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Pussy Riot verdict: Sounds silly, but Putin doesn't joke around

A native of the storied coastal city of Charleston, South Carolina, Julie Sprankles has been a lover of words her entire life. As a Southerner, she certainly has what her mama calls “the gift of gab.” When she’s not writing, Julie can be...

All joking aside

While the headline "Pussy Riot charged with hooliganism" seems ripped right out of Mad Magazine, the jailing of three smart young women — and the alleged persecution of countless other "dissidents" — is no laughing matter.

Pussy Riot supporters at a protest in Canada

It's been nearly four months since Vladimir Putin returned to power in Russia, and his short tenure thus far has been marred by controversy. The most recent brouhaha, the arrest of members of the punk rock band Pussy Riot, has put the civil rights of Russian women on the forefront of the world's political landscape.

In 2008, Putin stepped down from the presidency due to a constitutional law forbidding two consecutive terms in office. He handpicked a successor, Dmitry Medvedev, who filled in — Putin retained political influence with a four-year term as prime minister. The same constitution that kept Putin out of office for back-to-back terms lacked any rules about coming back later, and Putin found the loophole through which he would reestablish himself as Russia's most powerful politico.

With Putin's September 2011 announcement that he would once again run for president, many whispered of civil unrest — afraid of the return of a man whose reign was dogged by rumors of corruption. Among the outspoken opponents were a group of liberal feminists who opted to form the band Pussy Riot to protest Putin's return. The band was formed, the founding members told Vice.com, based on the principles of "gender and LGBT rights, problems of masculine conformity, absence of a daring political message on the musical and art scenes, and the domination of males in all areas of public discourse."

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Since banding together, Pussy Riot has rocked Russian conservatives with a string of highly provocative guerilla performances... and their illegal antics haven't gone unnoticed. All eight original bandmates have found themselves cuffed and carted away for protests over the past year. It was their Feb. 21 anti-Putin performance at Moscow's Christ the Saviour Cathedral, however, that landed the band in serious hot water with Russian authorities. Three Pussy Riot members — Nadezhda Tolokonnikova, 22, Maria Alekhina, 24, and Yekaterina Samutsevich, 30 — were held in jail for five months before learning their fate with today's verdict.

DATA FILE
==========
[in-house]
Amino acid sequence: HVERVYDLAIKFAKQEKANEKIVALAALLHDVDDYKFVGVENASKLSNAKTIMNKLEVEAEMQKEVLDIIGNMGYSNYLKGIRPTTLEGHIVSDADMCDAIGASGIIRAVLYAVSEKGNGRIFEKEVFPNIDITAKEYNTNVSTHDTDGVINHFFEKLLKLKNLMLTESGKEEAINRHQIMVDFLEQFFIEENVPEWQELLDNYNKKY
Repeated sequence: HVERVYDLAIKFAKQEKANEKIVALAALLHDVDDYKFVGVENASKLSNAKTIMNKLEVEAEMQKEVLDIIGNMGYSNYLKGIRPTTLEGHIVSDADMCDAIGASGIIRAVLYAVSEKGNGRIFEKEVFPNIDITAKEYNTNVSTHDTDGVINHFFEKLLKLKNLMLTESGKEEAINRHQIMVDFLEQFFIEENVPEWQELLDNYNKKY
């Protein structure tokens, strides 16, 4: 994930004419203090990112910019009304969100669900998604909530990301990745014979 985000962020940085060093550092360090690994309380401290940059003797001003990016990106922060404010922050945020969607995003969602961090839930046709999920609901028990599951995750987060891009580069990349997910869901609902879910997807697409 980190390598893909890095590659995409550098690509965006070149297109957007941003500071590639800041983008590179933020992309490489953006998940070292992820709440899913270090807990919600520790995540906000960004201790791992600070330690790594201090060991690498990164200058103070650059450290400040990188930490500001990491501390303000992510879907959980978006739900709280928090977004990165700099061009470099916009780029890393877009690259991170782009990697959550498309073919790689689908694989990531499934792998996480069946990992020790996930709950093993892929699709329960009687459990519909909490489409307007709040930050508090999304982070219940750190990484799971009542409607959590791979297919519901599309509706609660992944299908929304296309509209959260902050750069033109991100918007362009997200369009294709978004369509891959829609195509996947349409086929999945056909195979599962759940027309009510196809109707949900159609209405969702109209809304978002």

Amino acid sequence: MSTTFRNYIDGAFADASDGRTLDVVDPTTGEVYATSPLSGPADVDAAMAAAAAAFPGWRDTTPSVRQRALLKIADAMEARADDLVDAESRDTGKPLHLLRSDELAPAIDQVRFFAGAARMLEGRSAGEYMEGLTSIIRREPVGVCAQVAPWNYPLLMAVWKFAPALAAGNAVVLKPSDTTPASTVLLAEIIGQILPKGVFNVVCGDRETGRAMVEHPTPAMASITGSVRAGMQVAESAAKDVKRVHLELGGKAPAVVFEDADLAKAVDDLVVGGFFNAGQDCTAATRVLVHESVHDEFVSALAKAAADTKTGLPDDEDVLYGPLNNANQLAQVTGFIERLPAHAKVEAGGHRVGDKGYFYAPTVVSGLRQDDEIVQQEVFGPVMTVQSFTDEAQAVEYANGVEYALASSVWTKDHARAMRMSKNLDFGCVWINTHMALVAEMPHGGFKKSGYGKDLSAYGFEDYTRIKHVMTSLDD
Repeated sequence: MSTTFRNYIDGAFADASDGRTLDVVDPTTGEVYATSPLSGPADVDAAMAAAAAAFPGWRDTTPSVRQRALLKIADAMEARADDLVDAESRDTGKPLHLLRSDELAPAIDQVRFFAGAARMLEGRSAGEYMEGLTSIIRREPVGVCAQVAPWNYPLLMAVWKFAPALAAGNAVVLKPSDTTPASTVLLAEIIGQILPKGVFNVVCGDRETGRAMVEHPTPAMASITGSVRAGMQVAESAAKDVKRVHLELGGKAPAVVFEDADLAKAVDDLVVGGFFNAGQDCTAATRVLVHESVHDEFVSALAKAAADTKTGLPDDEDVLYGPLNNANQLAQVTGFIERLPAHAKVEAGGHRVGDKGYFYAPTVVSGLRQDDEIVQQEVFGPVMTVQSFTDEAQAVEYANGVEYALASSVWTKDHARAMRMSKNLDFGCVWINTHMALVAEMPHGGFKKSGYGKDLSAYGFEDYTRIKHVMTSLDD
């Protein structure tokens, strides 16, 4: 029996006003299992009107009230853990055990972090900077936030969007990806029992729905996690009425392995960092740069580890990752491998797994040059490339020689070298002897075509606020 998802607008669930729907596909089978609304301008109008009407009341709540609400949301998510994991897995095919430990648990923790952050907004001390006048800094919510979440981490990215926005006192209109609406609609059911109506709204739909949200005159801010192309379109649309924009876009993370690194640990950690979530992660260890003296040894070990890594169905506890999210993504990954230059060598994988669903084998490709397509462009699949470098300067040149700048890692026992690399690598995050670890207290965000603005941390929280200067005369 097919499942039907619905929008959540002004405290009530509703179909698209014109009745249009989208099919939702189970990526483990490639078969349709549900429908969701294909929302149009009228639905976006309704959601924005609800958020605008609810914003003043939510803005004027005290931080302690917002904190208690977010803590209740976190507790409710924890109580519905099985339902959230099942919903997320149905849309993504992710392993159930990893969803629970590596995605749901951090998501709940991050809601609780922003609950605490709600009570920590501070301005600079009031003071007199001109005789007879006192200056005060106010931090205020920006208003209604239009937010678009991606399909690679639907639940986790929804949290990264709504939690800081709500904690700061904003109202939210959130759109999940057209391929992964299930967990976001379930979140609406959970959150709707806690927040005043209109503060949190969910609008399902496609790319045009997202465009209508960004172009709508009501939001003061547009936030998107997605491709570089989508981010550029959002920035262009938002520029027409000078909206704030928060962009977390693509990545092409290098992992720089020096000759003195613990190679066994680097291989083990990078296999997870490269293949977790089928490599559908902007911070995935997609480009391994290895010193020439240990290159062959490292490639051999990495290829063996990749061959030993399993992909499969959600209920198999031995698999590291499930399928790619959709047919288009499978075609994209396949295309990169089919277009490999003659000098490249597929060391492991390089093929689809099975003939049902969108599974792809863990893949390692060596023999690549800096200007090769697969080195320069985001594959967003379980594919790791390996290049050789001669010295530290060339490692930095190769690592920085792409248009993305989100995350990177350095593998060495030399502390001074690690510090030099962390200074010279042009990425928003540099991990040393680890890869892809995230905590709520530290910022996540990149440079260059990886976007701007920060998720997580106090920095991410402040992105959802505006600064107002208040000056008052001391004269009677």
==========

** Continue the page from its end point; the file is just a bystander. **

So, what were the women charged with? Hooliganism, to be exact — which presiding Judge Marina Syrova defined as "a grave violation of public order." Syrova accused the women of being disrespectful and justified the harsh two-year sentence by saying that "considering the nature and degree of the danger posed by what was done, the defendants' correction is possible only through an actual punishment." To emphasize this purported degree of danger, she cited the women's "devilish dances" as evidence of their hatred for religion and their feminist views as violations of church doctrine.

Although Judge Syrova, who relied heavily on testimony from men in the church, handed down the ruling, many people proffer that Putin is actually to blame. Ilya Yashin, a Putin critic who served jail time this summer over a protest, attests, "The last three months have seen an increased role for the security services and the persecution of Kremlin critics. Everything Putin does is aimed at tightening his grip on power."

In addition to the loophole allowing Putin to resume his role as head of the Kremlin, Russia's constitution includes amendments altering the presidential term from four to six years. If Yashin is right about Putin's power trip, Pussy Riot could eventually be released from jail only to be persecuted further, despite Putin's public statement suggesting the band should receive leniency. Although today's headlines of hooliganism — and an opposition activist's off-color remark about being old enough to be the girls' dad, in which case he would just give them a good spanking — sound like the punchline of a bad joke, Pussy Riot's verdict packs a tragic wallop.

Pussy Riot: It's just funny to hear newscasters say it >>

Image courtesy of Dominic Chan/WENN.com
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